Olive Hill Part I: Church And Developer Go To Court Over Affordable Housing

Mount Olive Baptist Church, located at 43 High St., Manhasset, is a predominantly African American church. (Photo by Marco Schaden)

Mount Olive Baptist Church and Georgica Green Ventures (GG) signed a contract on Nov. 19, 2012 for 72 units of affordable senior livable on the church’s 3.1 acres adjacent to Community Drive and High Street. Almost seven years after the fact, they met in a Brooklyn Appellate courtroom on Nov. 8 of this year.

The original terms of the deal were $600,000 at closing and $1.4 million of a purchase back mortgage that would be paid to the church monthly for 45 years. An appraisal by the church had the property priced at $3.025 million, however, due to environmental concerns because of contaminants in the soil the value fell to $1.525 million.

GG was able to get the property in the New York State Brownfield Cleanup Program on Oct. 7, 2014. The cleanup program would be able to eliminate the hazardous conditions that would have made the property unlivable.

Around the same time, GG, who is partners with the North Hempstead Housing Authority for this project, filed a rezoning application with the Town of North Hempstead for senior living. The zoning change was accepted by the board.

According to state law, a religious entity that is selling part of its property must get approval of the contract from the state attorney general and the courts. The attorney general approved the contract on Feb. 12, 2016, but the court system decided otherwise.
On March 14, 2016 Judge Jerome Murphy of the Nassau Supreme Court declined to accept the contract between Mt. Olive Baptist Church and GG. He stated that the “$1.4 million is loosely secured” and “The church is not a bank, rather it is a nonprofit religious corporation and should not be making loans and be put at risk of receiving less than fair market value for its property.”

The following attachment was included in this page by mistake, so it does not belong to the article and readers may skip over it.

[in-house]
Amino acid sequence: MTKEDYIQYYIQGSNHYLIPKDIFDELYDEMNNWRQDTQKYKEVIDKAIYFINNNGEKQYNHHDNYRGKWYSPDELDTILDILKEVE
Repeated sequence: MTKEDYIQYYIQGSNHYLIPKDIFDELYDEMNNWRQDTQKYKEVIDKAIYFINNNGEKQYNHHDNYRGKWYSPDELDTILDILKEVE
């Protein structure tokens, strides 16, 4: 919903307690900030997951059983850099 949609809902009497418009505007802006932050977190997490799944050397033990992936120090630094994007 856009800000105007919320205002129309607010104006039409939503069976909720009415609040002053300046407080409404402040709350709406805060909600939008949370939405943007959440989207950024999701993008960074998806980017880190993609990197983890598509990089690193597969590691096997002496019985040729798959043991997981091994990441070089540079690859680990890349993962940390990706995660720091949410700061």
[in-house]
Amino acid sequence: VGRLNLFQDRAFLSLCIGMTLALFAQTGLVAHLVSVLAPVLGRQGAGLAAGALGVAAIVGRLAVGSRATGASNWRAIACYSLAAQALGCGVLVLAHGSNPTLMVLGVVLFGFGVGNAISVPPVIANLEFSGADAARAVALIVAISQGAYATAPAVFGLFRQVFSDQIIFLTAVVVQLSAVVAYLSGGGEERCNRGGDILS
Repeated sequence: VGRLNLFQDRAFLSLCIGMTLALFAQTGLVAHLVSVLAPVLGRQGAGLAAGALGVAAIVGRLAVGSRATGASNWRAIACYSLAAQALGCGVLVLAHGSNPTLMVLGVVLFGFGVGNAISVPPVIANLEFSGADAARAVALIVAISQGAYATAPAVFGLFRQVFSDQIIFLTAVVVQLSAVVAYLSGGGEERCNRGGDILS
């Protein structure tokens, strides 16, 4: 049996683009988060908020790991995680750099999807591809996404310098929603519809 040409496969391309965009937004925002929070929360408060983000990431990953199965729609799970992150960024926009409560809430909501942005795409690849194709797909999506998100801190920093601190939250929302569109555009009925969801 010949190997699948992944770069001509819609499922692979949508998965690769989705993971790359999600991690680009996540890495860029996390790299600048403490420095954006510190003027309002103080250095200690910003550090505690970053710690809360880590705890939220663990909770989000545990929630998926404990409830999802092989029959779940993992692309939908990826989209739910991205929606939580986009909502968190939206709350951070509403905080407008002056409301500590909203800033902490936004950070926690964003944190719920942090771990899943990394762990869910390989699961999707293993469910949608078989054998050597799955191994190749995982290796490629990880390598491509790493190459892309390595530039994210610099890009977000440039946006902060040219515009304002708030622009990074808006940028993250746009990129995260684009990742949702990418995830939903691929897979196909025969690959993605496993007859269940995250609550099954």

Murphy went on to state that he was “troubled” that only one appraisal was done for the property. After the denial, GG proceeded to give the church $3,000 to do another appraisal. The church never did a second appraisal that was brought forth to Judge Murphy.

The contract was revised by the two parties on Dec. 6, 2017, Jan. 22, 2018 and Feb. 13, 2018. The last revised contract has a guaranteed payment at closing of $1.2 million, a purchase back mortgage of $800,000 and $200,000 payable when the attorney general and courts approve the contract.

“We opted for that option of getting a stipend every month,” Mount Olive Baptist Church Reverend Edward Corley said. “I just don’t think the original builders acted in good faith. We’re not going to let anybody just steal our property.”

GG filed suit against the church on July 11, 2018 for breaking the terms of the contract.
“The judge is assuming that this property is zoned for 72 units,” David Gallo said, president of GG. “If you look at the petition, it never mentions affordable housing, never mentions Georgica Green Ventures and North Hempstead Housing Authority rezoned the property. Had I walked in later on after the rezoning and the church decided to rezone it on their own behalf and spend half a million dollars, then that would be the value of their property.”

The suit was dismissed by the Supreme Court of Nassau County and GG appealed the decision, leading to the court date of Nov. 8 in the appellate division of the court system.

“There is a couple developers just waiting to see what the court is going to do,” Corley said.

Corley has plans for the influx of money from a deal by GG or another developer. The church currently has a little more than $7,000 on-hand, but no liabilities to speak of, according to court documents. The church also recently did an appraisal, dated Aug. 19, 2019, valuing the property at $6.48 million, but it does not take into account any of the environmental concerns or the rezoning that was done before the contract was signed in 2012, and has not been submitted to the court.

“There are a lot of things to do,” Corley said. “One of the things is move the church to the corner because the church is not visible right now. That would be my biggest dream come true. We got to do our parking lots and about $200,000 to $300,000 will be spent on the church.”

Gallo on the other hand is looking at losing out on several hundreds of thousands of dollars that he has already poured into the project.

“I so firmly believe that what has happened is wrong,” Gallo said. “We worked on that rezoning and we were successful. I just want to develop the project that I always intended and promised this community.”

Part two and three of this series will take a deeper look into the ongoing dealings with Mount Olive Baptist Church and GG over the last seven years.

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